"Acknowledging that God must act for the agent and its powers to continue in existence and yet contending that God need not--indeed, for the sake of our freedom, must not--act in our action so that it may have being...lands open theism in a self-contradiction" .

Indeterminist freewill seems to challenge divine foreknowledge. How can God foreknow with certainty an open future that depends on our uncertain choices? Patrick Richmond (2004:140) notes that both Arthur Peacocke and John Polkinghorne significantly revised traditional views of providence and denied divine foreknowledge in order to accommodate libertarian freedom.

Finally, it is doubtful whether indeterminism is helpful for freewill. As Stapp notes, any play of chance would falsify the idea that I, from the ground of my essential nature, make a true choice (1993:92). Indeed, it seems clear that uncaused, random events, occurring without reason, do not enhance our human freewill at all, since these are beyond our control.

Moreover, if my free acts are outside my full control, how can I be held responsible? Responsibility is closely tied to causation. I cannot be held responsible for something I did not cause or intend to cause. Terrance Tiessen (2000:247) points out that moral responsibility requires our acts to be intentional. Hence random actions are not free in the sense required for accountability. Therefore, indeterminism undermines, rather than bolsters, moral responsibility.

Alan Torrance (2004:128) rightly comments,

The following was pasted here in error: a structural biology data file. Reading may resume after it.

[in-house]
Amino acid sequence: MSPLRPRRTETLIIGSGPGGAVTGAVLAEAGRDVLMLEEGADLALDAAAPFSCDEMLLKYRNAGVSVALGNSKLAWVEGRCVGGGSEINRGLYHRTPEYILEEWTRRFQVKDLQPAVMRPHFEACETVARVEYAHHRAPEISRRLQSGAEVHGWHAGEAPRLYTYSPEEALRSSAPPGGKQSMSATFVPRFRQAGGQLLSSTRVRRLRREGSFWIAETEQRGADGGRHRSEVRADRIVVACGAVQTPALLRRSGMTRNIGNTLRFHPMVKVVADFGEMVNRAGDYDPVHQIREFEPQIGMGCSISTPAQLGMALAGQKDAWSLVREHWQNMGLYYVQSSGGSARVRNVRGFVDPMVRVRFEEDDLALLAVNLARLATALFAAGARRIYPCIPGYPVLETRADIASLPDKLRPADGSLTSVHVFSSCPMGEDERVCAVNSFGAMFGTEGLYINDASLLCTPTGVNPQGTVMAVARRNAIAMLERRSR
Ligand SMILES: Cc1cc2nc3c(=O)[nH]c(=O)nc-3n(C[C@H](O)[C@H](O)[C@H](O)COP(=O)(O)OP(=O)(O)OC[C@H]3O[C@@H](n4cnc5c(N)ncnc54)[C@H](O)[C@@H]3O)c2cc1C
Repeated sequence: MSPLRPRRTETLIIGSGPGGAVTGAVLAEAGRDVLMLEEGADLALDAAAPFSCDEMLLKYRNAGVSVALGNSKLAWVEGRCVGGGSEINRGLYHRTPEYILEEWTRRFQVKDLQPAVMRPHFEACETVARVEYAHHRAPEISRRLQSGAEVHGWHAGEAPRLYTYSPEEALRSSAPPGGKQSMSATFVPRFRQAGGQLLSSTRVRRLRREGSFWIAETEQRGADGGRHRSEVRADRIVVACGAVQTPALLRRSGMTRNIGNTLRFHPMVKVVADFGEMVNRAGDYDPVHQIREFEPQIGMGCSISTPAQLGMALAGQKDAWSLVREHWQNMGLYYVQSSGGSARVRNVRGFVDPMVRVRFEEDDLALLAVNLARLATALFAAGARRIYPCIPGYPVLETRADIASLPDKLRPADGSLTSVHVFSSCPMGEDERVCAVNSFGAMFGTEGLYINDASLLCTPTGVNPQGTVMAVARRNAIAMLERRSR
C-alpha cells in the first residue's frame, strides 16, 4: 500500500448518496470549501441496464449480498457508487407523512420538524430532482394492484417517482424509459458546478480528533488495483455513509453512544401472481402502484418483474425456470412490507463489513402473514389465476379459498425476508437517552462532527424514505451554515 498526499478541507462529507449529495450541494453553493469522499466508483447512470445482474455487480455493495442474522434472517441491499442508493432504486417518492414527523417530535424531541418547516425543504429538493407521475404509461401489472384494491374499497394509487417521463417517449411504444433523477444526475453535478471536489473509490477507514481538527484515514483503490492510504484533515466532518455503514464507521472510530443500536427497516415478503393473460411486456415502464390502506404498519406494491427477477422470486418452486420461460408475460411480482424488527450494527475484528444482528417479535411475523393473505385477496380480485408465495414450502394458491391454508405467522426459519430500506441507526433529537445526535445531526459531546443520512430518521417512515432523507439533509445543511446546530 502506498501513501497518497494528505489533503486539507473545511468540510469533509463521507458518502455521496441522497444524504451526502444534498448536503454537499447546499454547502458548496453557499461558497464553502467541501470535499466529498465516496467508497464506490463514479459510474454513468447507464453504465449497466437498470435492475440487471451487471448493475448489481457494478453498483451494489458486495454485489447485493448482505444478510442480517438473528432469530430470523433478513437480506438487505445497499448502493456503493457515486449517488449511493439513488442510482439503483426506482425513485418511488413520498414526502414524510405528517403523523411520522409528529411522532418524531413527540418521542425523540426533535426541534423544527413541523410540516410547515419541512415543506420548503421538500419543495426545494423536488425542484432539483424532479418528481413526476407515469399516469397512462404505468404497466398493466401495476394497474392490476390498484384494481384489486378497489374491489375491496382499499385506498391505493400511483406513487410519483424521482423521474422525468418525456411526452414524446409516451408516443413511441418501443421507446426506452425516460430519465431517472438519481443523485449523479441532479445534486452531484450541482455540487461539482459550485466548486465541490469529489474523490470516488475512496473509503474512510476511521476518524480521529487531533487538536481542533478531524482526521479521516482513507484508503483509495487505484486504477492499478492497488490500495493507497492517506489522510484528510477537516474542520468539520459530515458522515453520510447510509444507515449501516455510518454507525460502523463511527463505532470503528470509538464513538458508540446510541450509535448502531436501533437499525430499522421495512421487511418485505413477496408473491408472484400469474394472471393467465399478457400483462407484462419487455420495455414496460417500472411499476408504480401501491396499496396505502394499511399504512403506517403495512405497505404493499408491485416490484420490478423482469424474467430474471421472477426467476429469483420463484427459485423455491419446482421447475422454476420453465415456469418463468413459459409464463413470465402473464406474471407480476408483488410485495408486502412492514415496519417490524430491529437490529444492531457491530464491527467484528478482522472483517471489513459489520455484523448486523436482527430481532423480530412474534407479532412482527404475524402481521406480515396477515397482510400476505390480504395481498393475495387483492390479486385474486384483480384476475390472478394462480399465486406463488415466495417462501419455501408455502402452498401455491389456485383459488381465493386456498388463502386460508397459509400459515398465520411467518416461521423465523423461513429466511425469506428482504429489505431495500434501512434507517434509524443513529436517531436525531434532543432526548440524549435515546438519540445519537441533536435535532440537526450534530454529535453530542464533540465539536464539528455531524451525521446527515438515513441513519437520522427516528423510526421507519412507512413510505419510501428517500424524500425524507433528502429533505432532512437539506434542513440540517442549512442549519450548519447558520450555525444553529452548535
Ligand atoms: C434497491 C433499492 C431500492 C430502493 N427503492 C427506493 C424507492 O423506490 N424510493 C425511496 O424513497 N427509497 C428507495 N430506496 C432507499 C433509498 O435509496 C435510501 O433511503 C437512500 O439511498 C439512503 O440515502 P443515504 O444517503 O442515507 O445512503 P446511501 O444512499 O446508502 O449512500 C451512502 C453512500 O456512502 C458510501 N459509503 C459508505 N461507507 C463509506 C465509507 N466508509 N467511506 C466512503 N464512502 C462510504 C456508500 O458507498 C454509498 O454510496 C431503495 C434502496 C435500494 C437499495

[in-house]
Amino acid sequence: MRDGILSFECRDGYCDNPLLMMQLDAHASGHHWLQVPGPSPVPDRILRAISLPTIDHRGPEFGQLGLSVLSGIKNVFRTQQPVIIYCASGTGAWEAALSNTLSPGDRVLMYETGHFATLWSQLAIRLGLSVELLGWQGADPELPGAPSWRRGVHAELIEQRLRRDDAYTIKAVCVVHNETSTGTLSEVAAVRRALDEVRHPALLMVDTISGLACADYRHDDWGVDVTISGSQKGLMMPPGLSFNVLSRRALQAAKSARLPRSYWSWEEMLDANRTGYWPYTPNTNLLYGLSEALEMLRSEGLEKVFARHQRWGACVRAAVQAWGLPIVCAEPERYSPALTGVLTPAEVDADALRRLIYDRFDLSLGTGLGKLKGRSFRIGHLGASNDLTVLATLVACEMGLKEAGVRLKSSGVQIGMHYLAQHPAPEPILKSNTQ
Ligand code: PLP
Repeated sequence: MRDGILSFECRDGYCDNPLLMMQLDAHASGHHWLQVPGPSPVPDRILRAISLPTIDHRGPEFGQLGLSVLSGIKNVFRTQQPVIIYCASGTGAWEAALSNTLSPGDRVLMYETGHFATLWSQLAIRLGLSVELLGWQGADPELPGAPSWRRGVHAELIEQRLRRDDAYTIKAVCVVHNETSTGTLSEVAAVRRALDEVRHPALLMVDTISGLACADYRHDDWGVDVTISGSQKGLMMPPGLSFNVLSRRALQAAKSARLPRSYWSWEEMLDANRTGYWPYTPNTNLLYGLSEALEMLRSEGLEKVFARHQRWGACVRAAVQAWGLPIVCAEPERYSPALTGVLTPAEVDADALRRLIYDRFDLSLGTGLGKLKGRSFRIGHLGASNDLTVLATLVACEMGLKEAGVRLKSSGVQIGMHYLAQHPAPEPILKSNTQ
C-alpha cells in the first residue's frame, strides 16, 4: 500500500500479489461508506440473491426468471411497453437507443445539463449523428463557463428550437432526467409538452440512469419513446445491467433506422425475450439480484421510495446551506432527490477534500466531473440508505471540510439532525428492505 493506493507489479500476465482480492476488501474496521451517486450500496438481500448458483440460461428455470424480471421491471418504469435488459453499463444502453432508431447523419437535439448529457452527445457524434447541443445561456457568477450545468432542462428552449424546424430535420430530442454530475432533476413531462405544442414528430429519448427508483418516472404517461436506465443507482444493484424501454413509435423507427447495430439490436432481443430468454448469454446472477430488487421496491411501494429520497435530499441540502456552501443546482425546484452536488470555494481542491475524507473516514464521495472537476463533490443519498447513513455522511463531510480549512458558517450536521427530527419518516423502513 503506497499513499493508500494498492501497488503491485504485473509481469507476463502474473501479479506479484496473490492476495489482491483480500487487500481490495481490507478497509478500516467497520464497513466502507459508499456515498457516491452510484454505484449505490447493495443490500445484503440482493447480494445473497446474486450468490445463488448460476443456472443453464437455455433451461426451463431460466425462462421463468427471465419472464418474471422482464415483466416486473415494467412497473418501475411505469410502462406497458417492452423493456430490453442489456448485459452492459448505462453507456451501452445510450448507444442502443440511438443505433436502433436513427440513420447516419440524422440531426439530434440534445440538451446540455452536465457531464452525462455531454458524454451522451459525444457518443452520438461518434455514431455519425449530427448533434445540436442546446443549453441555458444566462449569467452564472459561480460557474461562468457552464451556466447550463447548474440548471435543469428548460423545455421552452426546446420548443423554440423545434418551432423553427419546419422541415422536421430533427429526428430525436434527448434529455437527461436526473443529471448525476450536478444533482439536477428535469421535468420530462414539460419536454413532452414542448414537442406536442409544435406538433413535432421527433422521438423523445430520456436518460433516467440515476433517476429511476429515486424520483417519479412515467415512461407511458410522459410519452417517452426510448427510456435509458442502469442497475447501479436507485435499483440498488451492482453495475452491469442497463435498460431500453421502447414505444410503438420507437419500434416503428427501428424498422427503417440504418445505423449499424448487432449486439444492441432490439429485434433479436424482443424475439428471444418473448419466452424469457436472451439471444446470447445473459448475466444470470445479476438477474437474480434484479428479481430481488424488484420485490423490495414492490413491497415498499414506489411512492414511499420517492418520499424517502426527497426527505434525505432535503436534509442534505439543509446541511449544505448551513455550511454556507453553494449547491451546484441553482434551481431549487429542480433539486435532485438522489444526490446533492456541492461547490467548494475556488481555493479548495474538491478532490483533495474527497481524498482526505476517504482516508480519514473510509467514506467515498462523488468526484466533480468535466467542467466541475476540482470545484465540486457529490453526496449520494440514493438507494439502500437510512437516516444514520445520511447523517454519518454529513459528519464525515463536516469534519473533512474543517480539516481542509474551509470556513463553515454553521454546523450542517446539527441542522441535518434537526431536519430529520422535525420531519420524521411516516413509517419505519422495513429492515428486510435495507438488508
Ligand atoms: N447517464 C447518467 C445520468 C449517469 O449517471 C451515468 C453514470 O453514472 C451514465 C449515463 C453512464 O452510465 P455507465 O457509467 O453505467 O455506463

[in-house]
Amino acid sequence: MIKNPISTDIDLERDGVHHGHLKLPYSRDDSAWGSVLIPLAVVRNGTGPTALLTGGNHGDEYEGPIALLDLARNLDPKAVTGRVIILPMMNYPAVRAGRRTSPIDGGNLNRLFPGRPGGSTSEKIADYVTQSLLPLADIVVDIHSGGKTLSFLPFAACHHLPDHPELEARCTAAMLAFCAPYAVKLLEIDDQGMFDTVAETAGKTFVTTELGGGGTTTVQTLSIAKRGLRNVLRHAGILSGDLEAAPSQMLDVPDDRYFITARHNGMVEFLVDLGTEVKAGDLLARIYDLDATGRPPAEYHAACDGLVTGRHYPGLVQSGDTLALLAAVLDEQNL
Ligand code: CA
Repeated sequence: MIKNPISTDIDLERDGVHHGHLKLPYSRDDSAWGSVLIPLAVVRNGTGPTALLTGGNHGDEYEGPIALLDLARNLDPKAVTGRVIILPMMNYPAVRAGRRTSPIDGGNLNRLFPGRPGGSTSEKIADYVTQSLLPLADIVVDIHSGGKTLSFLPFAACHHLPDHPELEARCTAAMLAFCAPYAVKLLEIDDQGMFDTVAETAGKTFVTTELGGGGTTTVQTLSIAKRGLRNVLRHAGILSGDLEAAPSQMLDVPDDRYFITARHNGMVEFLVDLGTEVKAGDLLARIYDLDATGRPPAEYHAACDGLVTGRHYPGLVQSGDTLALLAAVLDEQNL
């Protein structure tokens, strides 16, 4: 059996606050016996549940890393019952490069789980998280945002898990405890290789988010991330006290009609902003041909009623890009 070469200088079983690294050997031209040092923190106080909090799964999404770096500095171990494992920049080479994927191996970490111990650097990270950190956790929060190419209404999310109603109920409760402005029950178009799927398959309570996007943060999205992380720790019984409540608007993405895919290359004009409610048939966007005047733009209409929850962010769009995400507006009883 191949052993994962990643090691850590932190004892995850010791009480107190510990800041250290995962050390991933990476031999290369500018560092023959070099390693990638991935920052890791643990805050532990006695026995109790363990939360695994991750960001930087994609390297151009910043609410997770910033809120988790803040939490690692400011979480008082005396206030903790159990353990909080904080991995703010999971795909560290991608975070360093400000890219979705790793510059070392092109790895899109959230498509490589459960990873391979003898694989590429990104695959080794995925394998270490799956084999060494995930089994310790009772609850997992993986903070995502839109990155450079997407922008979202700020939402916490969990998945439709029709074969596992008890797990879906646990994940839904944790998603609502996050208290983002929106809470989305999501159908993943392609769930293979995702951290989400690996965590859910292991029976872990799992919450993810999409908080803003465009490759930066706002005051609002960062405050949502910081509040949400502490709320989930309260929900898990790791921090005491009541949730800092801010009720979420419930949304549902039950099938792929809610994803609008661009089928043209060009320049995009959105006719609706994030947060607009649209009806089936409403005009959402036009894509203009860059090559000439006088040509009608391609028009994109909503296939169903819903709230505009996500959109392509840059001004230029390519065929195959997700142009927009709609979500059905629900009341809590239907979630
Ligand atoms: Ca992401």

"If we correlate freedom with indifference, freedom is identified not as willing a desired end but as an arbitrary capacity to opt for an end whether it is desired (i.e. willed) or not. Free will comes to denote freedom without the will, that is, without the willing and thereby risks identifying freedom with the arbitrariness of whim…Far from being the zenith of human existence and the essence of moral responsibility, freedom conceived in these terms risks the capacity to act unpredictably, counter-intuitively and in unreasoned or irrational ways."


5. The Compatibilist Alternative

Given the above difficulties raised by the indeterminist liberty of indifference, it is worthwhile to examine the alternative determinist liberty of spontaneity, also known as compatibilism.

Compatibilism asserts that the essence of our freedom consists of the fact that our choices are made freely, without coercion. We choose what we want, in accordance with our own character, history, and moral standards. Such freedom is essential for moral responsibility. To be morally responsible we must make our own decisions; they are not forced on us contrary to our will. Responsibility for our actions implies that we have a measure of control. Only then can we be held accountable for our wilful decisions and subsequent actions.